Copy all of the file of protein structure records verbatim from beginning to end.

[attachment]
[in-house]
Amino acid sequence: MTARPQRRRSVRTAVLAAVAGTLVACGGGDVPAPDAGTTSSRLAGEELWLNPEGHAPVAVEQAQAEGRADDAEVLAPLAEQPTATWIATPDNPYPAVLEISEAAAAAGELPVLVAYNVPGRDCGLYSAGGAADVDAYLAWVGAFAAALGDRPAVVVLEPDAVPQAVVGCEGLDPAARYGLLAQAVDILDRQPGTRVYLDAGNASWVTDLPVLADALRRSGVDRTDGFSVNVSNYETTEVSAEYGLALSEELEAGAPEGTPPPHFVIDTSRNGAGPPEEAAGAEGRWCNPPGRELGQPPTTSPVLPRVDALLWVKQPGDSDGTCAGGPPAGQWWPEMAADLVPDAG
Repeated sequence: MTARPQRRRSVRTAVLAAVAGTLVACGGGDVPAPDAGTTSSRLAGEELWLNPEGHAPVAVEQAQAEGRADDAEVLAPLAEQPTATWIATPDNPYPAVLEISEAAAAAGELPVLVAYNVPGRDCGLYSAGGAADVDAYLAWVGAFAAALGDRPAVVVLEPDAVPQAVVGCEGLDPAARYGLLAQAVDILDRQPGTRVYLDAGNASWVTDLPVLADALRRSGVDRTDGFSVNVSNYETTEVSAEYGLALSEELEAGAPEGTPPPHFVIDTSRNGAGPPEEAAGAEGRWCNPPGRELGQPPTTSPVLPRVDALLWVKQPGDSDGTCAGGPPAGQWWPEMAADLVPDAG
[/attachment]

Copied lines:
[in-house]
Amino acid sequence: MTARPQRRRSVRTAVLAAVAGTLVACGGGDVPAPDAGTTSSRLAGEELWLNPEGHAPVAVEQAQAEGRADDAEVLAPLAEQPTATWIATPDNPYPAVLEISEAAAAAGELPVLVAYNVPGRDCGLYSAGGAADVDAYLAWVGAFAAALGDRPAVVVLEPDAVPQAVVGCEGLDPAARYGLLAQAVDILDRQPGTRVYLDAGNASWVTDLPVLADALRRSGVDRTDGFSVNVSNYETTEVSAEYGLALSEELEAGAPEGTPPPHFVIDTSRNGAGPPEEAAGAEGRWCNPPGRELGQPPTTSPVLPRVDALLWVKQPGDSDGTCAGGPPAGQWWPEMAADLVPDAG
Repeated sequence: MTARPQRRRSVRTAVLAAVAGTLVACGGGDVPAPDAGTTSSRLAGEELWLNPEGHAPVAVEQAQAEGRADDAEVLAPLAEQPTATWIATPDNPYPAVLEISEAAAAAGELPVLVAYNVPGRDCGLYSAGGAADVDAYLAWVGAFAAALGDRPAVVVLEPDAVPQAVVGCEGLDPAARYGLLAQAVDILDRQPGTRVYLDAGNASWVTDLPVLADALRRSGVDRTDGFSVNVSNYETTEVSAEYGLALSEELEAGAPEGTPPPHFVIDTSRNGAGPPEEAAGAEGRWCNPPGRELGQPPTTSPVLPRVDALLWVKQPGDSDGTCAGGPPAGQWWPEMAADLVPDAG